“He takes the time to walk the attorney through the medical evidence so the attorney will have as much familiarity with the evidence as the expert,” said David Thompson, a Carlsbad attorney who used Guard to help win acquittal for a former Oceanside woman accused of killing her son.
After that case, in which Guard and Thompson cast doubt upon the accuracy of the coroner’s autopsy that concluded the boy was struck or shaken, Superior Court Judge Lawrence Kapiloff said the state owed defendant Carol Phinney “an abject apology” for prosecuting her at all.
Semel said Guard’s professorial manner makes him an effective witness for either the defense or the prosecution.
“He’s fairly clear in terms of his testimony,” Semel said. “He knows how to speak in lay language.”
According to Stark, it was Guard’s desire to be a teacher that got him into trouble at the coroner’s office, where fellow pathologists and law enforcement agents did not always appreciate his advice.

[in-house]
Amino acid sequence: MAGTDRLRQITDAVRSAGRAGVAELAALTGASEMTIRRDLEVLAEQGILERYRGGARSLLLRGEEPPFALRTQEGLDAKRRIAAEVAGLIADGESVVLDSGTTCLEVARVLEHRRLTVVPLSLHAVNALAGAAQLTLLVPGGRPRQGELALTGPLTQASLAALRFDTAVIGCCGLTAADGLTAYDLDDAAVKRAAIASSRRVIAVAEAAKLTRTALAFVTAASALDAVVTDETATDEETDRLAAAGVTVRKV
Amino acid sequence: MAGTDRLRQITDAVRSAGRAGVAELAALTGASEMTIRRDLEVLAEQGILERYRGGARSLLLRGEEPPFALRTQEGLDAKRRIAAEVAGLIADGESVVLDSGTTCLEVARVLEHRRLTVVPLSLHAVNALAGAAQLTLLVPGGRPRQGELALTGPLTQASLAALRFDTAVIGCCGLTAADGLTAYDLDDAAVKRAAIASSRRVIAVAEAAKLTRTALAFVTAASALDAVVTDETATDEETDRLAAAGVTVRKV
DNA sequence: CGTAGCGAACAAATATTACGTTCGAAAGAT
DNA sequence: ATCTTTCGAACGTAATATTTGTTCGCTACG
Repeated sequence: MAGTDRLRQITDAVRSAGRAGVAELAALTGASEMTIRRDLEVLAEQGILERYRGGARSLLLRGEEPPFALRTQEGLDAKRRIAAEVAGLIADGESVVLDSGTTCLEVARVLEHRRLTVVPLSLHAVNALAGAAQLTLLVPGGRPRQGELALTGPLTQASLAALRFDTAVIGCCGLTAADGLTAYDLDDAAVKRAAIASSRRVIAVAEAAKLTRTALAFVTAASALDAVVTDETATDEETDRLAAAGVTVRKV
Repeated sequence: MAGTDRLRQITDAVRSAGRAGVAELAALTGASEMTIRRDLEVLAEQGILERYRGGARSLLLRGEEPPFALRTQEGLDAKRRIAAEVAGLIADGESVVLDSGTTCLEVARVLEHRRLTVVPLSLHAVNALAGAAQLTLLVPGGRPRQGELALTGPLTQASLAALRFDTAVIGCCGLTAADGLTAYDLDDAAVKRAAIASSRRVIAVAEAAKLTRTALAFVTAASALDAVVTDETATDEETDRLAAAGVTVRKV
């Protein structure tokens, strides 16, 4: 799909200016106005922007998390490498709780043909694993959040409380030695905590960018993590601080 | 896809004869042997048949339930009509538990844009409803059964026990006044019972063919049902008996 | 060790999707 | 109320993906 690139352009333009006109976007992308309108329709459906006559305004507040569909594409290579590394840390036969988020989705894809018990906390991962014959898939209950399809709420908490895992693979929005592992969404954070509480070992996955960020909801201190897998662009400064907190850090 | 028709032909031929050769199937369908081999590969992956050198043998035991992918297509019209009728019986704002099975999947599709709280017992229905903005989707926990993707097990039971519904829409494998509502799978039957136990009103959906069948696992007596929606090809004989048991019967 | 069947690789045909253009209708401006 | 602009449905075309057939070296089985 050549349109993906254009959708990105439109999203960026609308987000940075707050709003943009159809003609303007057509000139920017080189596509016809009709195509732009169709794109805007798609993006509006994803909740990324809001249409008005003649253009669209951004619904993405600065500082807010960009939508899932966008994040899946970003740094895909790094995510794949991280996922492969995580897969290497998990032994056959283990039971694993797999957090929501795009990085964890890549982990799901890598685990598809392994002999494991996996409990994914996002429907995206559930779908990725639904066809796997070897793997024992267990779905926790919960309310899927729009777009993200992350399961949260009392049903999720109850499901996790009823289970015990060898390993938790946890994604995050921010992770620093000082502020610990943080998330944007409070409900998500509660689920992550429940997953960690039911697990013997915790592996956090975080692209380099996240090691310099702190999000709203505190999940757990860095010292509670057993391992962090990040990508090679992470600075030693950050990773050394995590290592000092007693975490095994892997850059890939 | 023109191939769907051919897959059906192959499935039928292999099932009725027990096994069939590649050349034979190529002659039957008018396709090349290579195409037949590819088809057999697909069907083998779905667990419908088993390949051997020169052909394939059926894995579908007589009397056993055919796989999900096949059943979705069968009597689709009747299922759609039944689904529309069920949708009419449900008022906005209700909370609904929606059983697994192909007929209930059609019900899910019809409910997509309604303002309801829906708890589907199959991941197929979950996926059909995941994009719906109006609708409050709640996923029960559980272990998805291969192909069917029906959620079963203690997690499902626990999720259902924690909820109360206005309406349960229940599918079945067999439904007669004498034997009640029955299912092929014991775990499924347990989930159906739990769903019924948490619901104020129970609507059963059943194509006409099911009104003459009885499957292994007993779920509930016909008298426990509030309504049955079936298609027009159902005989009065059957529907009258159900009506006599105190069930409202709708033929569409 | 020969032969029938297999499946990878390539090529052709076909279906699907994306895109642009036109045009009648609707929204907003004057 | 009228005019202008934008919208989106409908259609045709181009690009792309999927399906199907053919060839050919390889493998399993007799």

“He’s a good instructor,” Stark said. “Sometimes in his interaction with homicide investigators, it became a teaching session. Sometimes it became so basic that the investigators were insulted by it.”
Guard says that trait, which some consider arrogance, is a product of his upbringing and his religion. He is a member of the Parsi faith, a descendant of a band of Persians who emigrated to India after Arabs conquered their country in the Eighth Century.
Followers of the prophet Zoroaster, the approximately 80,000 Parsis left in the world today live by the simple ethical code: “Good thoughts, good words, good deeds.”
It was with that code that Guard was raised in Bombay by his mother and his father, who ran a hydroelectric plant and encouraged Guard’s ambition to be a doctor.